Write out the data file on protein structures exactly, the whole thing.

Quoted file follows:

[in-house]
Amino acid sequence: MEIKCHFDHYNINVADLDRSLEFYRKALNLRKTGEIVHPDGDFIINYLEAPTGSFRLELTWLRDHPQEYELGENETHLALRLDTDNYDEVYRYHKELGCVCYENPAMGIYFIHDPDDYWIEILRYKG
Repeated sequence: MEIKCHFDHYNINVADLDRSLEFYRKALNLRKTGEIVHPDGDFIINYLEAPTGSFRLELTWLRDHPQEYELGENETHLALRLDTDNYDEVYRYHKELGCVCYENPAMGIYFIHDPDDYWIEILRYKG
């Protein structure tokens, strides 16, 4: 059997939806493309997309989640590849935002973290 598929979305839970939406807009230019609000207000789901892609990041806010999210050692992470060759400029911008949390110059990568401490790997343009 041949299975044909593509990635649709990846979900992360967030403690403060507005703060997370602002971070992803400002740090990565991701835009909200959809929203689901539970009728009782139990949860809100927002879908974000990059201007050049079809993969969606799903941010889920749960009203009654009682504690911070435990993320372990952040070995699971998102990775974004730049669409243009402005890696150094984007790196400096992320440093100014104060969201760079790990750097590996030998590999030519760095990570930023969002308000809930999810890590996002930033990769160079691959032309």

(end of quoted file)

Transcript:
[in-house]
Amino acid sequence: MEIKCHFDHYNINVADLDRSLEFYRKALNLRKTGEIVHPDGDFIINYLEAPTGSFRLELTWLRDHPQEYELGENETHLALRLDTDNYDEVYRYHKELGCVCYENPAMGIYFIHDPDDYWIEILRYKG
Repeated sequence: MEIKCHFDHYNINVADLDRSLEFYRKALNLRKTGEIVHPDGDFIINYLEAPTGSFRLELTWLRDHPQEYELGENETHLALRLDTDNYDEVYRYHKELGCVCYENPAMGIYFIHDPDDYWIEILRYKG
């Protein structure tokens, strides 16, 4: 059997939806493309997309989640590849935002973290 598929979305839970939406807009230019609000207000789901892609990041806010999210050692992470060759400029911008949390110059990568401490790997343009 041949299975044909593509990635649709990846979900992360967030403690403060507005703060997370602002971070992803400002740090990565991701835009909200959809929203689901539970009728009782139990949860809100927002879908974000990059201007050049079809993969969606799903941010889920749960009203009654009682504690911070435990993320372990952040070995699971998102990775974004730049669409243009402005890696150094984007790196400096992320440093100014104060969201760079790990750097590996030998590999030519760095990570930023969002308000809930999810890590996002930033990769160079691959032309």